Ka¯ka¯ makes the most of park

Hawke's Bay Today - - LOCAL NEWS - Ge­or­gia May

Hawke’s Bay bird watch­ers were filled with de­light af­ter they spot­ted one of New Zealand’s favourite par­rots in Pakowhai Park this month.

Three Hawke’s Bay Re­gional Coun­cil care­tak­ers were fin­ish­ing their lunch when their ob­ser­vant dog Pick­les spot­ted a cu­ri­ous ka¯ka¯ in the tree above their lunch spot.

The en­dan­gered par­rots were re­leased in Hawke’s Bay as part of a translo­ca­tion pro­gramme run un­der Poutiri Ao o¯ Ta¯ne at Bound­ary Stream Main­land Is­land and Cape Sanc­tu­ary.

Brows­ing by in­tro­duced pests such as pos­sums, deer and pigs has re­duced the avail­abil­ity of food, mak­ing the par­rots vul­ner­a­ble.

Pos­sums also eat the same kind of food as ka¯ka¯, most sig­nif­i­cantly, high en­ergy food types such as en­demic mistle­toe and ra¯ta¯.

De­part­ment of Con­ser­va­tion Ahuriri-Napier se­nior bio­di­ver­sity ranger Denise Fastier said it was not un­usual to see ka¯ka¯ in Hawke’s Bay’s urban ar­eas be­cause they fly down to es­cape snow on the moun­tains.

“This year we’ve had re­ported sight­ings of ka¯ka¯ as far away as Waipuku­rau, and closer to the birds’ home, peo­ple have re­ported see­ing them in Have­lock North on Napier Hill and in Pakowhai Re­gional Park.”

To date, the Poutiri Ao o¯ Ta¯ne pro­gramme had seen 21 ka¯ka¯ re­leased at Bound­ary Stream and up to five un­banded birds (birds that weren’t part of the translo­ca­tion) have since been sighted.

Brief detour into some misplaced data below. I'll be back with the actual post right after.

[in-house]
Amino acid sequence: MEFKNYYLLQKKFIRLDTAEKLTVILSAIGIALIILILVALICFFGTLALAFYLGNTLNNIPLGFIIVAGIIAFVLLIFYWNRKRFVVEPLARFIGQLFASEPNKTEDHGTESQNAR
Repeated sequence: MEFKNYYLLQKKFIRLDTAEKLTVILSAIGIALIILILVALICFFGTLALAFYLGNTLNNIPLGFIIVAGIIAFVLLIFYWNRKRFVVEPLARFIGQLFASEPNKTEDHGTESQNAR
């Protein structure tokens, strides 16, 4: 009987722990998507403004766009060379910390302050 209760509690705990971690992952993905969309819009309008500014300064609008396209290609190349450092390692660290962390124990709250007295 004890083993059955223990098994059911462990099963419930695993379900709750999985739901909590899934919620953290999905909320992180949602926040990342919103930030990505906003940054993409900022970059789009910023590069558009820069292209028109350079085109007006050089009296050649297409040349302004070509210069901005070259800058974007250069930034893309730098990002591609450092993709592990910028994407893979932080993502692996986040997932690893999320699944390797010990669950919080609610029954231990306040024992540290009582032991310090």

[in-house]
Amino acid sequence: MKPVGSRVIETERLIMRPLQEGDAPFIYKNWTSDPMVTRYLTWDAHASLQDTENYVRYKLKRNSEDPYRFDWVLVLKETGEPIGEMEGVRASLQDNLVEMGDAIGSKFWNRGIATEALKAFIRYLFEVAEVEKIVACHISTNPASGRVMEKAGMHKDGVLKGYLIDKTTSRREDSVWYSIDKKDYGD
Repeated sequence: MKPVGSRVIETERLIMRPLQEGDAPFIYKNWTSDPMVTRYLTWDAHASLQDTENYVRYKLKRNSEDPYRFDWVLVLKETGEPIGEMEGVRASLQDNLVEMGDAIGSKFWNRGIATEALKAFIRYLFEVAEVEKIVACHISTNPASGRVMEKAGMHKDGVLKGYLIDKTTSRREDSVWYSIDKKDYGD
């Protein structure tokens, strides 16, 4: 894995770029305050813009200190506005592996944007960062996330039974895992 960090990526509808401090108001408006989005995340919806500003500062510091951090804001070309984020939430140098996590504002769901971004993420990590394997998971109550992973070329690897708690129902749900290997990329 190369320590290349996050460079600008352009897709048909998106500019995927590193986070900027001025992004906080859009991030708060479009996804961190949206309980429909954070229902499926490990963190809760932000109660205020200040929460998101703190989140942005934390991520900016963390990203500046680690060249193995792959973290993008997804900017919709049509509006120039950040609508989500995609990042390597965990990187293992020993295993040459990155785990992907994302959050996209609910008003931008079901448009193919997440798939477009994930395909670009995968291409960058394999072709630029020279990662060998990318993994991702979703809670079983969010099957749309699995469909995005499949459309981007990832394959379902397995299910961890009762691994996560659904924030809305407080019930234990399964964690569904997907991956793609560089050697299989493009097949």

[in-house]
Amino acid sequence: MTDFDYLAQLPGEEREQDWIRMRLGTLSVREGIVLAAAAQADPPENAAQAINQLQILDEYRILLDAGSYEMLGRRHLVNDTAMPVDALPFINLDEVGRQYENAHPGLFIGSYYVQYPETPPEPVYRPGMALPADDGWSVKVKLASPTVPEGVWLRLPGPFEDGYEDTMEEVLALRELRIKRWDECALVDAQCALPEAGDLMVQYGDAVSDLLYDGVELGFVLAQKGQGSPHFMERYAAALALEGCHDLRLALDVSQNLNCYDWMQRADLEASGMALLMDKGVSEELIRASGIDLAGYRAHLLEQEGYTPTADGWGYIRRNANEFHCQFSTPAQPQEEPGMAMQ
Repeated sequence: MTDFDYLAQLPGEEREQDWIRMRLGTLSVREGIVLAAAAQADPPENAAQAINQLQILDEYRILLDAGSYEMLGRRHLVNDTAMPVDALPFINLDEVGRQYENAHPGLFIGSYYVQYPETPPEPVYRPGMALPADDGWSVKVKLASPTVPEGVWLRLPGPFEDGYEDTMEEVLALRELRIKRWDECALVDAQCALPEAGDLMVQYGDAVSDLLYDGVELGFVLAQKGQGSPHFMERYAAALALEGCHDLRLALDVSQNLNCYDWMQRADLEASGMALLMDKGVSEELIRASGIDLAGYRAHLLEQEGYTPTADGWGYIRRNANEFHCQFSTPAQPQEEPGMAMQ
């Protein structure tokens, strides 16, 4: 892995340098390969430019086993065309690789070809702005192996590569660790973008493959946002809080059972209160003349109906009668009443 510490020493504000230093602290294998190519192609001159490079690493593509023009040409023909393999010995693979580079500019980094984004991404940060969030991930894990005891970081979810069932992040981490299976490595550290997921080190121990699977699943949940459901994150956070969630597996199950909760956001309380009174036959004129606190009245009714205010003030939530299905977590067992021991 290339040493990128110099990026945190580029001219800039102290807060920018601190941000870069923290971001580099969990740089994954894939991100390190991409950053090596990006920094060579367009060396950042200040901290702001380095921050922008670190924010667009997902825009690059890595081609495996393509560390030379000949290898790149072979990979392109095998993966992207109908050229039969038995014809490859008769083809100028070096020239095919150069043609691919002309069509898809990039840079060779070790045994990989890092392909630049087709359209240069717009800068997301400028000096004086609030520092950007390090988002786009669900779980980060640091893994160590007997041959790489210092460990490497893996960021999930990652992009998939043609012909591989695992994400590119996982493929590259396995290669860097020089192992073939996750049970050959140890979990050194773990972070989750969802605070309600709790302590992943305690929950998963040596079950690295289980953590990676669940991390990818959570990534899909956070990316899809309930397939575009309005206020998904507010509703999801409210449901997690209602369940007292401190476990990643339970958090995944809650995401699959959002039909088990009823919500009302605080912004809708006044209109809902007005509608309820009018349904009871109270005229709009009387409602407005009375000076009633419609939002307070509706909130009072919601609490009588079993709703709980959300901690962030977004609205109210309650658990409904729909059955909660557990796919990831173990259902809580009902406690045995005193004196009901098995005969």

“More could be out there though, as ka¯ka¯ are pro­lific breed­ers — some pairs pro­duce as many as 10 chicks a year.”

Fastier said the time chicks spend in the nest be­fore they fledge — up to three months — is when they are most vul­ner­a­ble.

“Their smell com­bined with the fact their nests of­ten have only one way in and out make ka¯ka¯ chicks easy prey.

“Translo­ca­tion pro­grammes, to­gether with preda­tor con­trol, are vi­tal to the sur­vival of the ka¯ka¯.

“We hope that translo­ca­tions will help re­ju­ve­nate ex­ist­ing pop­u­la­tions in the Kaweka For­est Park and Maun­gatani­wha Na­tive For- est.”

The growth in pop­u­la­tion re­mained pos­i­tive in Hawke’s Bay with ka¯ka¯ spot­ted at Bound­ary Stream and in the Kawekas, as well as Maun­gatani­wha since 2016.

Cape Sanc­tu­ary staff also re­ported see­ing wild kaka around their aviaries.


Ka¯ka¯ sight­ings are be­com­ing more fre­quent in Hawke’s Bay.

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